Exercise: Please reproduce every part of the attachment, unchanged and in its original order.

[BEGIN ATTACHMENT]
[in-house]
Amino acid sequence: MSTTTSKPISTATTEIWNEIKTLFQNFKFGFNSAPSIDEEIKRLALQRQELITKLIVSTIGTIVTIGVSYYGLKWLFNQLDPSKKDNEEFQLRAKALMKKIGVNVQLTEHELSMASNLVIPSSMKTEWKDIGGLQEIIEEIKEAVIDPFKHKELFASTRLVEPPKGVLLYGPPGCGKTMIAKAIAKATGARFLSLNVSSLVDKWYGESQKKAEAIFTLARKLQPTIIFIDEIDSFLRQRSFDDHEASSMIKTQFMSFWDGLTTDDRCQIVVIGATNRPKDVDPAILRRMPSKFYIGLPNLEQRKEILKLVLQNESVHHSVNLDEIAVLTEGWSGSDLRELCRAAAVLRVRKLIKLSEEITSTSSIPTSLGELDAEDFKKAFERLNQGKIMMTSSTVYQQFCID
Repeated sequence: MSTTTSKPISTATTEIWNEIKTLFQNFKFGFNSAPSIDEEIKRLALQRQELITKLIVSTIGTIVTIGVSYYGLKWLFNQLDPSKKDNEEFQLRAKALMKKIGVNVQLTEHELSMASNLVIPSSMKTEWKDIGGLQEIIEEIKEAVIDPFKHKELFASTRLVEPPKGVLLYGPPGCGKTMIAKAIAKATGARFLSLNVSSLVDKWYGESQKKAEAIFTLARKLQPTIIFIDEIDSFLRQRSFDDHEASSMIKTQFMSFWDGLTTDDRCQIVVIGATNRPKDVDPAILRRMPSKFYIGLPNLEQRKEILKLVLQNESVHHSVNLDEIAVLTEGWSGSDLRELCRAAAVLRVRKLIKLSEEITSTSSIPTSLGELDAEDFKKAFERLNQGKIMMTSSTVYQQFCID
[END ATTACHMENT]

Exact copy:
[in-house]
Amino acid sequence: MSTTTSKPISTATTEIWNEIKTLFQNFKFGFNSAPSIDEEIKRLALQRQELITKLIVSTIGTIVTIGVSYYGLKWLFNQLDPSKKDNEEFQLRAKALMKKIGVNVQLTEHELSMASNLVIPSSMKTEWKDIGGLQEIIEEIKEAVIDPFKHKELFASTRLVEPPKGVLLYGPPGCGKTMIAKAIAKATGARFLSLNVSSLVDKWYGESQKKAEAIFTLARKLQPTIIFIDEIDSFLRQRSFDDHEASSMIKTQFMSFWDGLTTDDRCQIVVIGATNRPKDVDPAILRRMPSKFYIGLPNLEQRKEILKLVLQNESVHHSVNLDEIAVLTEGWSGSDLRELCRAAAVLRVRKLIKLSEEITSTSSIPTSLGELDAEDFKKAFERLNQGKIMMTSSTVYQQFCID
Repeated sequence: MSTTTSKPISTATTEIWNEIKTLFQNFKFGFNSAPSIDEEIKRLALQRQELITKLIVSTIGTIVTIGVSYYGLKWLFNQLDPSKKDNEEFQLRAKALMKKIGVNVQLTEHELSMASNLVIPSSMKTEWKDIGGLQEIIEEIKEAVIDPFKHKELFASTRLVEPPKGVLLYGPPGCGKTMIAKAIAKATGARFLSLNVSSLVDKWYGESQKKAEAIFTLARKLQPTIIFIDEIDSFLRQRSFDDHEASSMIKTQFMSFWDGLTTDDRCQIVVIGATNRPKDVDPAILRRMPSKFYIGLPNLEQRKEILKLVLQNESVHHSVNLDEIAVLTEGWSGSDLRELCRAAAVLRVRKLIKLSEEITSTSSIPTSLGELDAEDFKKAFERLNQGKIMMTSSTVYQQFCID